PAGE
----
How to Build LSB Applications

Don't leave your Linux software stuck on one distribution. Make it run anywhere with the standard that all the major distributions use.

As I mentioned earlier, the LSB specifies that a package must be delivered in the RPM file format. This does not mean that RPM has to be used to build or package your application, although it may be the most practical option, depending on whether you already are using it. Other options would be creating the package in the Debian format, and then using alien to convert it to RPM. Or, you could use some other tool for creating the RPM file format. We have the beginnings of a tool called mkpkg to create the RPM format file, but it likely will require something to sit on top of it to make it useful to any but the most die-hard hacker.

In our application battery, we currently build the application and install it in a temporary root and then invoke RPM to package up the install application. This may seem a little clunky, but it works without much pain and produces more consistent results across all of the different versions of RPM found in the wild.

Here is a sample spec file for the xpaint application:

Summary: An X Window System paint program
Summary: XPaint
Name: lsb-xpaint
Version: 2.6.2
Release: 3
Vendor: Free Standards Group
License: MIT
Group: Appbat/graphics
Buildroot: /usr/src/appbat/pkgroot/lsb-xpaint
AutoReqProv: no
PreReq: lsb >= 1.3

LSB conforming version of xpaint. XPaint is an
X Window System color image editing program and
painting program. Xpaint is added to the LSB
Application Battery primarily to demonstrate the
use of X11 libraries.








%attr ( - bin bin ) /opt/lsb-xpaint

Full source code for building and packaging this and the other applications in the application battery can be found in the LSB Project CVS tree.

Does This Really Work?

Yes, it really does work, although to be fair, we still are running into corner cases and various applications that don't always follow the rules for clean, portable code. As part of the verification for the LSB, we have created an application battery built from the tools described here. This set of applications includes Apache, Samba, Lynx, Python, xpdf and groff. We have tried to select a set of real applications that provide coverage over as much of the LSB set of interfaces as possible.

What about C++ Applications?

LSB version 1.3 does not support C++, so the rule requiring the library to be linked statically applies. We are adding support for C++ to LSB 2.0 to avoid this. We provide the lsbdev-c++ package, which contains a version of libstdc++ that was configured and built with lsbcc. This and GCC version 3.2 seem to produce good results. We have tried other combinations of compilers and different versions of the C and C++ libraries but ran into various problems, depending on the nature of the application.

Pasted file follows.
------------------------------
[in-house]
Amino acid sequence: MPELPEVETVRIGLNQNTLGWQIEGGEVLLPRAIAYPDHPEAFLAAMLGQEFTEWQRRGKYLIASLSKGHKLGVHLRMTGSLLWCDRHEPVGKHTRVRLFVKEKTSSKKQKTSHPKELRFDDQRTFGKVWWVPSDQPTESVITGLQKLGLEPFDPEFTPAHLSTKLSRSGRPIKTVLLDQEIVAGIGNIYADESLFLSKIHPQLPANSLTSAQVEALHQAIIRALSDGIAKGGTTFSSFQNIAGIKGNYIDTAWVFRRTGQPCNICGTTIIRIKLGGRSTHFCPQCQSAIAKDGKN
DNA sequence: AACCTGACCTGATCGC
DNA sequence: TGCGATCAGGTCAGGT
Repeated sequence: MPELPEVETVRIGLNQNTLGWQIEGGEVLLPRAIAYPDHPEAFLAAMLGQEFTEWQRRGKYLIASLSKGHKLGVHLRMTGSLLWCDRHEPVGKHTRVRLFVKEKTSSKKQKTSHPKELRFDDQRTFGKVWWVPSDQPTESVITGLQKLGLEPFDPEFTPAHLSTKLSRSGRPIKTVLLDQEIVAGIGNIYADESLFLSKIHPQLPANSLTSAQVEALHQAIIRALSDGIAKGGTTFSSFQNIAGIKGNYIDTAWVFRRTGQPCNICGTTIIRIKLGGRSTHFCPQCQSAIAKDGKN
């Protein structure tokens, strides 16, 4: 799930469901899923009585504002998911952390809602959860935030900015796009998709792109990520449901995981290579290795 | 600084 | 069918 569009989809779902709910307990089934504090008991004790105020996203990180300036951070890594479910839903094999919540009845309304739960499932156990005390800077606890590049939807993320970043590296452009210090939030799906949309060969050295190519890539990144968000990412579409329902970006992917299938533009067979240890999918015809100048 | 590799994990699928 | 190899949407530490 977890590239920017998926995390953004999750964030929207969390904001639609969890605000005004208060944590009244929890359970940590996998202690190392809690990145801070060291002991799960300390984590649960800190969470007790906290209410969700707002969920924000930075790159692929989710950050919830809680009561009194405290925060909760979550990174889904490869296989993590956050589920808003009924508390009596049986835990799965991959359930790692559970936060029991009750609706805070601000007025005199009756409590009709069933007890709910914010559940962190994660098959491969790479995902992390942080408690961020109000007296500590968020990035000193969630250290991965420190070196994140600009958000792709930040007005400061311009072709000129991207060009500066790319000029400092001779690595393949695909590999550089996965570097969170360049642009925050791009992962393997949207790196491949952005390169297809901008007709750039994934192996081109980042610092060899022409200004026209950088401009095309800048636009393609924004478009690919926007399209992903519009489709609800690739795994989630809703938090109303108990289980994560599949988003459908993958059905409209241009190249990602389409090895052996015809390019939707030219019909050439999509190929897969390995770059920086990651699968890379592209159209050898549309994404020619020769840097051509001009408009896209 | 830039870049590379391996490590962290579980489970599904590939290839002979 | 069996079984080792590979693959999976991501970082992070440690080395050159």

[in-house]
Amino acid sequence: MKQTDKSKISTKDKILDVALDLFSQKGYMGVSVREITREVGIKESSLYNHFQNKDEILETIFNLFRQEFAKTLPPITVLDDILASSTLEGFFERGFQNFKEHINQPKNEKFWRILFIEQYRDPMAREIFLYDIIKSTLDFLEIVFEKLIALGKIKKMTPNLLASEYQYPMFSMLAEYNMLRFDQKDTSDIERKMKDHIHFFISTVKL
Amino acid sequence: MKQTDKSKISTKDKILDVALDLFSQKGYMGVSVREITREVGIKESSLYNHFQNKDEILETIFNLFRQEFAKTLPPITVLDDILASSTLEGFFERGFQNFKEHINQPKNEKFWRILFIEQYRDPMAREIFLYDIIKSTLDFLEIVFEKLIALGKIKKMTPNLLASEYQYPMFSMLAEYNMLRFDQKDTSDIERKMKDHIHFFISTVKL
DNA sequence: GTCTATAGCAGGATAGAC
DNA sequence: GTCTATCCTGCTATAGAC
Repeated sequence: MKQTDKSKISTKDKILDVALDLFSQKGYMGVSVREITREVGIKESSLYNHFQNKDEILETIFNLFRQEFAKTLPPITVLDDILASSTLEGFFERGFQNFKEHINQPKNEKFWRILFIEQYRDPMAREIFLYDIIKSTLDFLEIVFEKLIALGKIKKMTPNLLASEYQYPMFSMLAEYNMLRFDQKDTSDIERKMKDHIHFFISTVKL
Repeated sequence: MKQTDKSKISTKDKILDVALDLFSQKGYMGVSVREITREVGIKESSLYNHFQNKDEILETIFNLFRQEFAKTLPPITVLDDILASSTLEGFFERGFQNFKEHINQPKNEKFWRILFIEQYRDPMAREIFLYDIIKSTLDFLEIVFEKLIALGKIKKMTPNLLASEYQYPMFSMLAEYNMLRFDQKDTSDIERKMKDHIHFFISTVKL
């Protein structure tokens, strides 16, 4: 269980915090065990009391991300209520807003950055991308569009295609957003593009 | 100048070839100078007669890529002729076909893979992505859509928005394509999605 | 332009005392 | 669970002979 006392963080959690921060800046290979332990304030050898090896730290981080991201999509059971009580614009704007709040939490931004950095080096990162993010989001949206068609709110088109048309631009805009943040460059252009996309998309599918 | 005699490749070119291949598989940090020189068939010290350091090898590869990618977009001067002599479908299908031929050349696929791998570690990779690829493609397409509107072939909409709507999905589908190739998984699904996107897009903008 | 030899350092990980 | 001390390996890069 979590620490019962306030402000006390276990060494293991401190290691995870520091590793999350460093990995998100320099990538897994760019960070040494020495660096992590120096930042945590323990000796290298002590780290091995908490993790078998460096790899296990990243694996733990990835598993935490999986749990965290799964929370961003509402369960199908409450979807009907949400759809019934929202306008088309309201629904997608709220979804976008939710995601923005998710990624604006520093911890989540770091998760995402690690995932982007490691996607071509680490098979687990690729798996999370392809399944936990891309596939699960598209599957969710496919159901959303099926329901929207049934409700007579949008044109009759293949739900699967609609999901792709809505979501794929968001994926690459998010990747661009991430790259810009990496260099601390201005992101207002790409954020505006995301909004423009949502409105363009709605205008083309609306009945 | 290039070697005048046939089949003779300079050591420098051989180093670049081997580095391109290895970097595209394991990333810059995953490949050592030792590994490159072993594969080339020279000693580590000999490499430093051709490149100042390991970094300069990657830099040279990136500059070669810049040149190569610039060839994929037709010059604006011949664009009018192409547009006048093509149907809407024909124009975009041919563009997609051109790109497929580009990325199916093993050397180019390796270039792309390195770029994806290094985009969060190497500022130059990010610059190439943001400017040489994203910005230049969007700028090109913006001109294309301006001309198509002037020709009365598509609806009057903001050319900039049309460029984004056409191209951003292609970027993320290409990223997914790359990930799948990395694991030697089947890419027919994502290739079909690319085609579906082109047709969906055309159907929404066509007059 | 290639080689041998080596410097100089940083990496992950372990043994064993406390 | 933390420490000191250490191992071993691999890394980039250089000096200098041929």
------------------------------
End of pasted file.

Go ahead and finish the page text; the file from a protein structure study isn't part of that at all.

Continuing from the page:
Future Directions

For the LSB in general, we will continue to add additional libraries to the specification as long as there is consensus that they are needed and have reached a certain level of stability. This should help close the gap between how distribution-provided and LSB-conforming applications are built.

For the LSB development environment, we will continue to make the tools better and more transparent. The development environment is being maintained actively, and feedback from people using these tools is appreciated. With the addition of C++ in LSB 2.0, the development environment will be able to drop the lsbdev-c++ package being used today in favor of the C++ stub library, which will move into the base LSB development package.

Currently, you may have to set several options in an rpmrc or rpmmacros file to make RPM produce LSB-conforming packages. It is our hope that we can come up with an LSB mode for rpmbuild that can handle all of this automatically. Hopefully, it will make it even easier to build existing packages that conform to the LSB.


First off, thanks to the Free Standards Group and its members for providing the support to the LSB Project that has enabled us to accomplish as much as we have. Secondly, thanks to the core group of developers working on the development environment for the LSB, including Chris Yeoh, Marvin Heffler and especially Mats Wichmann for their patience and persistence during the more experimental phases of this project.

Resources for this article: /article/7459.

Stuart R. Anderson ( made the mistake of being overheard while saying “I know how to fix that”, and he has been the lead developer of the LSB Written Specification ever since. When not working on the LSB, Stuart keeps busy enlightening South Carolina to open-source ideas by converting companies one at a time.